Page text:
FIN 4244   MONEY, BANKING AND FINANCIAL MARKETS

credits: 3  

Prerequisites: FIN 3403 and (Admission to the Banking BAS program or International Business BAS program or Business Administration BS program). This course examines the global characteristics of money, monetary policy, and such Central Banking systems as the Federal Reserve and European Central Bank systems. Students will develop a qualitative and quantitative understanding of the nature of money, interest rate dynamics, intermediation, and financial market characteristics. Students will further examine the characteristics and structures of financial institutions such as banks, insurance companies and credit unions. 47 contact hours.

FIN 4323   BANK OPERATIONS AND MANAGEMENT

credits: 3  

Prerequisite: FIN 3403 and Admission to the Banking BAS or Business Administration BS program. This course will provide a managerial examination of the major operating functions of the banking industry. Emphasis will be on the student developing a solid foundation from a managerial perspective of money and interest, deposits, negotiable instruments, bank loans, mortgages, commercial lending, specialized services, security, and ethics. 47 contact hours.

FIN 4324   COMMERCIAL BANK MANAGEMENT

credits: 3  

Prerequisite: FIN 3403 and (Admission to the Banking BAS program or Business Administration BS program).  This course examines the nature and role of banks and affiliated non-deposit financial intermediaries in a modern economy. The course will also cover the characteristics of a banking institution, banking structure and organization. The principles of bank accounting and financial performance systems, profitability, growth, competitive strategies and risk management will be major topics in the course. 47 contact hours.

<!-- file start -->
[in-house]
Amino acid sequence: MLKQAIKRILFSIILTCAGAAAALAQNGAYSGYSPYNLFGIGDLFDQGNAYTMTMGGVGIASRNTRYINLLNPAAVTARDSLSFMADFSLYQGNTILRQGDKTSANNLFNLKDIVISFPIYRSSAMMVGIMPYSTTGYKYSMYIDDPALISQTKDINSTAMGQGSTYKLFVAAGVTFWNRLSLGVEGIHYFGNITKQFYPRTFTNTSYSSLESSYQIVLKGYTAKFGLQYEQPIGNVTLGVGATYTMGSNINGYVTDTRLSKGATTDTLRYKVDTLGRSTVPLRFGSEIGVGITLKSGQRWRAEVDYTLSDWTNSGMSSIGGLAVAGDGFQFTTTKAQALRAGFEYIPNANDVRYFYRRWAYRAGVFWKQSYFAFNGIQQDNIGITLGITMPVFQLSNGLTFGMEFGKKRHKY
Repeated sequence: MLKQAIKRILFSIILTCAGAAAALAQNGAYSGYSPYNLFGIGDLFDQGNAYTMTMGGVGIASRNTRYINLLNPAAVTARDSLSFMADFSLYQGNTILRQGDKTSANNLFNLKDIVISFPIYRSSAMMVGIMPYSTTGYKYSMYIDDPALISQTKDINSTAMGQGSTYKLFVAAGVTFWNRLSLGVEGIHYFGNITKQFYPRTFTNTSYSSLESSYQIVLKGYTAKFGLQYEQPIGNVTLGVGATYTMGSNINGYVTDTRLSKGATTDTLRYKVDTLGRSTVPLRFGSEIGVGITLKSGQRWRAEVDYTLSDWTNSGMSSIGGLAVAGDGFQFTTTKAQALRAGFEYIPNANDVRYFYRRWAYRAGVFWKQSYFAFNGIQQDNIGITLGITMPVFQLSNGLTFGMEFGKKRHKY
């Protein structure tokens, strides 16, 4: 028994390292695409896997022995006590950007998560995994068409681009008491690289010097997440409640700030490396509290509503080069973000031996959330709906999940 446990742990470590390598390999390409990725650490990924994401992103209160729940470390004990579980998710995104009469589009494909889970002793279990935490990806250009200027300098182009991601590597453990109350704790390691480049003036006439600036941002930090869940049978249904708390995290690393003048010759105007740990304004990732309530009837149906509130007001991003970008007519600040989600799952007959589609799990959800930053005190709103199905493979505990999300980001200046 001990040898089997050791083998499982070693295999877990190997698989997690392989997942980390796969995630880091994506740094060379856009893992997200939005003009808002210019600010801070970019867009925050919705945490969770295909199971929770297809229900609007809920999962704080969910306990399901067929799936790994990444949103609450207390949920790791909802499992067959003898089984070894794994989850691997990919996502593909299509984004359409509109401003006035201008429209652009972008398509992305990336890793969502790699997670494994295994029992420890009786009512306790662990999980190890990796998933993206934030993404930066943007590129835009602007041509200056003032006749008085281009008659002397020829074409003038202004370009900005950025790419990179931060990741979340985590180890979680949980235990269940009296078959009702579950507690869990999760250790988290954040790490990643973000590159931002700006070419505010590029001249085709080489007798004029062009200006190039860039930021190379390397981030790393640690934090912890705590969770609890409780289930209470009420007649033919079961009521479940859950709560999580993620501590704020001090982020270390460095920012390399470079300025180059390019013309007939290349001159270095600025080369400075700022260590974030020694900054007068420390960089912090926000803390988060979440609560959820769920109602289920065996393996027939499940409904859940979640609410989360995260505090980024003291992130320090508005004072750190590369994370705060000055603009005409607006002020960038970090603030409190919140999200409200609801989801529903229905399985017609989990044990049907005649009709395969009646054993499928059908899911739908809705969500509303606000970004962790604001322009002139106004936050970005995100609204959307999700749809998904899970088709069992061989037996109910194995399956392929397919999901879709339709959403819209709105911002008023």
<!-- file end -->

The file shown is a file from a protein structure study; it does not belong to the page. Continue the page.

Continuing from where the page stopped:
FIN 4345   CREDIT ANALYSIS AND LOAN STRUCTURES

credits: 3  

Prerequisites: FIN 4324 and admission to the Business Administration BS or Banking BAS program. It is recommended that students take FIN 3461 prior to this course. This course examines the nature and role of the lending process, a crucial and fundamental skill of banking professionals. The course addresses the credit analysis evaluation of retail and commercial loan applicants; the development, specification, and perfection of an appropriate loan arrangement; and the subsequent monitoring, collection, and “unwinding” activities. 47 contact hours.

FIN 4414   CORPORATE FINANCE

credits: 3  

Prerequisite(s): FIN 3403 and admission to BS in Business Administration. This is an advanced course in financial analysis and decision-making from a corporate management perspective. Topics include capital budgeting, leverage and capital structure, payout policy, working capital, derivative and mergers and other special topics in finance. 47 contact hours.

FIN 4470   ENTREPRENEURIAL FINANCE

credits: 3